Among its elegant neighbors in a village whose name is synonymous with suburban affluence, the clapboard house is small and in need of paint. But because it is in Scarsdale, it's worth $400,000.
And it's a godsend for a homeless family of five.
"I thought the social worker was crazy when she said she had a house in Scarsdale," said the 27-year-old woman who's lived in the house with her husband, who works full-time, and their three young children since their apartment burned last year.
Scarsdale, many of whose 18,500 residents commute to high-powered jobs in New York City, ranked 24th on a recent list of the 50 most expensive suburbs in the country. The average price of a house here is $600,000.
County Shelters Homeless
Scarsdale addresses were given by two people on Forbes magazine's latest list of the 400 wealthiest Americans, and several more live nearby in surrounding Westchester County.
In the midst of this plenty, however, and partly because of it, thousands of people are homeless. The county shelters more than 3,500 people nightly, of whom 860 are adult family members with almost 1,700 children.
Westchester is spending $32 million to house the homeless this year, and county officials predict that the bill will top $50 million next year. Much of the money goes toward renting hotel and motel rooms.
The county is also participating in a program to build up to 200 prefabricated housing units to be used for a decade by the homeless then given to towns as housing for the elderly.
Response for Help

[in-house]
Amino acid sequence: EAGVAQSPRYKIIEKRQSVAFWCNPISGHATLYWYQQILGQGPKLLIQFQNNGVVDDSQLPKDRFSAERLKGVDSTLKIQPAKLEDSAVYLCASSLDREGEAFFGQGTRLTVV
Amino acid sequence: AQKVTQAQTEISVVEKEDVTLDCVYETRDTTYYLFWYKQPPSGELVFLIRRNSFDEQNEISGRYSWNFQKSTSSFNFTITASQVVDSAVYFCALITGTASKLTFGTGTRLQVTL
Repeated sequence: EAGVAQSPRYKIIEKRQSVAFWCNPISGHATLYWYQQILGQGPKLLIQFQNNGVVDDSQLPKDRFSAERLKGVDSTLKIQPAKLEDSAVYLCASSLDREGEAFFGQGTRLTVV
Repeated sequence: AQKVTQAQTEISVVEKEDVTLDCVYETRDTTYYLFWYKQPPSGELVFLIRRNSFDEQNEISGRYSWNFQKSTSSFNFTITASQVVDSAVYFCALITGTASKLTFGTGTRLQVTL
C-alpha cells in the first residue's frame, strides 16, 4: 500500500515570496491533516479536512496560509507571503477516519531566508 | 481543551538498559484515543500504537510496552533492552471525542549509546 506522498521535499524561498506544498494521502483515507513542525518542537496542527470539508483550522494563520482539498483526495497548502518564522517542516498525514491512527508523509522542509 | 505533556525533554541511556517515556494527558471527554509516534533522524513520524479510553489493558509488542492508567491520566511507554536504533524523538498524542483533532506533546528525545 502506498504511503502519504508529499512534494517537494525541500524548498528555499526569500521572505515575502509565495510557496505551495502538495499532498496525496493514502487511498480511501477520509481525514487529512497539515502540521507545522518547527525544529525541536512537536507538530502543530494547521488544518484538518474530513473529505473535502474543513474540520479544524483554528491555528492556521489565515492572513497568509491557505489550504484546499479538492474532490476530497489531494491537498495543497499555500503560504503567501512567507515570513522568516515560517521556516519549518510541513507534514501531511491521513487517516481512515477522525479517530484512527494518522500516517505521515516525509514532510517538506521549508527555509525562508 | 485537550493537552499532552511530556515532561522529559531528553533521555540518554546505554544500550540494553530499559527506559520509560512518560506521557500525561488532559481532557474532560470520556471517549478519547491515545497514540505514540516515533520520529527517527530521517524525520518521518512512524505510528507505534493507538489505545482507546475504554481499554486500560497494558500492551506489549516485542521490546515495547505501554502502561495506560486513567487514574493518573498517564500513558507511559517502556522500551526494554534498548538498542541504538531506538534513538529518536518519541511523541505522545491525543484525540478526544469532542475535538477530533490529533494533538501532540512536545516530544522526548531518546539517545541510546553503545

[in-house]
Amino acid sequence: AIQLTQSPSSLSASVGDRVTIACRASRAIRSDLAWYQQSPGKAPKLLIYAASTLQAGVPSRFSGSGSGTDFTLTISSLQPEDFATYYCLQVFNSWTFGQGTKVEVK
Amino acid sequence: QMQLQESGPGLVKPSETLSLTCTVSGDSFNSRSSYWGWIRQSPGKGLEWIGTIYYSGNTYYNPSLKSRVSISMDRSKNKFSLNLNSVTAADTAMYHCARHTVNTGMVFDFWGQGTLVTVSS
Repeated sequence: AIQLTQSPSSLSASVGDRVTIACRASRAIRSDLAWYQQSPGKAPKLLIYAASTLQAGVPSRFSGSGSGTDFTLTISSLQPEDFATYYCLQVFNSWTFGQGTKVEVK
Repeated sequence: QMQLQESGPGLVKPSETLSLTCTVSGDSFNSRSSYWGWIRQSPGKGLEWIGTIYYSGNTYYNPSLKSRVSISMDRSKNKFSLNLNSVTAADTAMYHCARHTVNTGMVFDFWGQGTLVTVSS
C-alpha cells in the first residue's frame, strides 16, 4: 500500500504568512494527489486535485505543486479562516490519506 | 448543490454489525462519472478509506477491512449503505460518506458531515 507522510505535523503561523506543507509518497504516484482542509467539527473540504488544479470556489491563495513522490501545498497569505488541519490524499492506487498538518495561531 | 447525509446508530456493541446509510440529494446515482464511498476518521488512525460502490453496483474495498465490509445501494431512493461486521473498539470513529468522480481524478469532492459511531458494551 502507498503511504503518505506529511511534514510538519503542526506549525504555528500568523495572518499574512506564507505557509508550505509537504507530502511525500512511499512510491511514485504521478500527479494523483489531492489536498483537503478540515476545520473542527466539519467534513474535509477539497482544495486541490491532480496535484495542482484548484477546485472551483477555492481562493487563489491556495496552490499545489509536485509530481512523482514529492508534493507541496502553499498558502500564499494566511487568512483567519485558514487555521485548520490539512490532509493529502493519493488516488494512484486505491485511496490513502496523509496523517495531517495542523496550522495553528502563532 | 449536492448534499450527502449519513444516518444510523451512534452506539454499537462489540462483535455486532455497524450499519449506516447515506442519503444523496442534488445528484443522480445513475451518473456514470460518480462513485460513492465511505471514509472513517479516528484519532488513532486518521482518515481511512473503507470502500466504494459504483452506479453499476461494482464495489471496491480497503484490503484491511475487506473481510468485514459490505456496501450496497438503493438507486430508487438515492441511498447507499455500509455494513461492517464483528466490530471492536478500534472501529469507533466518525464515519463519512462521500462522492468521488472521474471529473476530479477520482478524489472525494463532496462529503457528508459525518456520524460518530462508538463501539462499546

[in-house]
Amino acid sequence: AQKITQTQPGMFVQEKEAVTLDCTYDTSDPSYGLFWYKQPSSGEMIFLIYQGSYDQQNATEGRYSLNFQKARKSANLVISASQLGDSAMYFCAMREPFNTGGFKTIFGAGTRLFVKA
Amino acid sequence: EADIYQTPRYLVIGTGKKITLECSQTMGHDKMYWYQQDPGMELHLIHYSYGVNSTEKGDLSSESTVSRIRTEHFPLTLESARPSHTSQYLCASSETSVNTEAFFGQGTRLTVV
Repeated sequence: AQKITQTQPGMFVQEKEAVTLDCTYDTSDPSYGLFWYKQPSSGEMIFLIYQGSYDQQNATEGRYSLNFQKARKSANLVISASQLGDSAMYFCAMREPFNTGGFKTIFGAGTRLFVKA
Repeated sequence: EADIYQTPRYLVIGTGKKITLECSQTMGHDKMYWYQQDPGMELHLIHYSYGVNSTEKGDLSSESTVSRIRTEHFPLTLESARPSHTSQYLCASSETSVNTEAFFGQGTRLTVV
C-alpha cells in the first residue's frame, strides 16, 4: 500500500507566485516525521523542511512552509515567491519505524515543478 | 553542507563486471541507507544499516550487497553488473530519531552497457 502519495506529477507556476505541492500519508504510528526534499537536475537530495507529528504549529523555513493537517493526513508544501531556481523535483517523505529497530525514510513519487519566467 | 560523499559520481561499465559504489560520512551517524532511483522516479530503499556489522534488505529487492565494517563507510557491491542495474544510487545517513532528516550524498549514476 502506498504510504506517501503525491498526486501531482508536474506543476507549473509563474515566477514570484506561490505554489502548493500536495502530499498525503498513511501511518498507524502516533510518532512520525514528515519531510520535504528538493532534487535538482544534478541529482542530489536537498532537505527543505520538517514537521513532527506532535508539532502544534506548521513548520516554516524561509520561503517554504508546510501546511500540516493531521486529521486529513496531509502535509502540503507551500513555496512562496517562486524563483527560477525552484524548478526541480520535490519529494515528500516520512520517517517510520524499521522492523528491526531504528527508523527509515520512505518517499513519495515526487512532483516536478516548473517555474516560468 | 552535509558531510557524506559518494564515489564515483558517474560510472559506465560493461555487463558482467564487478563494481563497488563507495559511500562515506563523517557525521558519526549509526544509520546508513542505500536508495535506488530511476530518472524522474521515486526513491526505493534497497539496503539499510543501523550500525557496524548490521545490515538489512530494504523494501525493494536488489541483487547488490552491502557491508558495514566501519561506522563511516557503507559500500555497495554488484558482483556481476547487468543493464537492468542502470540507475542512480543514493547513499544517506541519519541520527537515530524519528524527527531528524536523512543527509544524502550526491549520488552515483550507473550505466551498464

The clapboard house in Scarsdale has three bedrooms, a living-dining room, a kitchen and 1 1/2 baths. Known as the Annex, the house was used for years as a meeting place and then as housing for village employees, such as custodians, as part of their salaries.
The house was Scarsdale's response when the county cried for help, but not everyone was enthusiastic about the plan to move a homeless family in there, across the street from the Village Hall.
A petition signed by 118 residents questioned the legality of the village leasing the property to the county. The Village Board lacked authority to use the property in a way that did not serve the community, the petition said.
Then, when the Westchester County Board of Legislators agreed to lease the house from the village, Majority Leader John Hand called the action "tokenism."
Not a Token for Family
"If every community provided a single house, I can't think what century it would be before the problem was solved," Hand complained.
Scarsdale legislator Audrey Hochberg replied, "It may be tokenism, but for the family who'll live there, it's not a token."
The family moved in despite the squabbling and has tried to blend in as well as limited resources allow.
"They don't point their noses in the air at us," said the woman, who spoke on condition that she not be identified. "I can't say they love us. But they realize we're not going to rob them or burn down their houses. We're human."
The eldest child, a 5-year-old girl, attends a local school and the 2-year-old has just begun nursery school.
Tried to Start Over
The woman's husband works at a deli, and she hopes to get a night clerical job with one of the county's Fortune 500 companies when her 10-month-old baby is older.
Then, she said, the family hopes to save enough for a down payment on a home.
For this family, once middle-class, everything had been fine until a fire in April, 1986, destroyed their apartment home of seven years.
The couple lived with relatives in Florida for six months and tried to start over. But they missed Westchester and returned--to a life of motels and moves and confusion.
"One day you're just another little family and then this. It's like something out of a movie, like that Eddie Murphy movie, 'Trading Places,' " said the woman.
'We Want a Future'
"The motels were a nightmare. You can't raise your kids in a motel. You just can't. There's no place to cook, no place for people to be."
Living in the hotels and motels made her "feel like a hypocrite. You see how some people (other residents) just don't care how far kids have to travel to school, don't care where the kids are, disappear for a few days when the checks come.
"Some of the people have no intention of having a future. We want a future."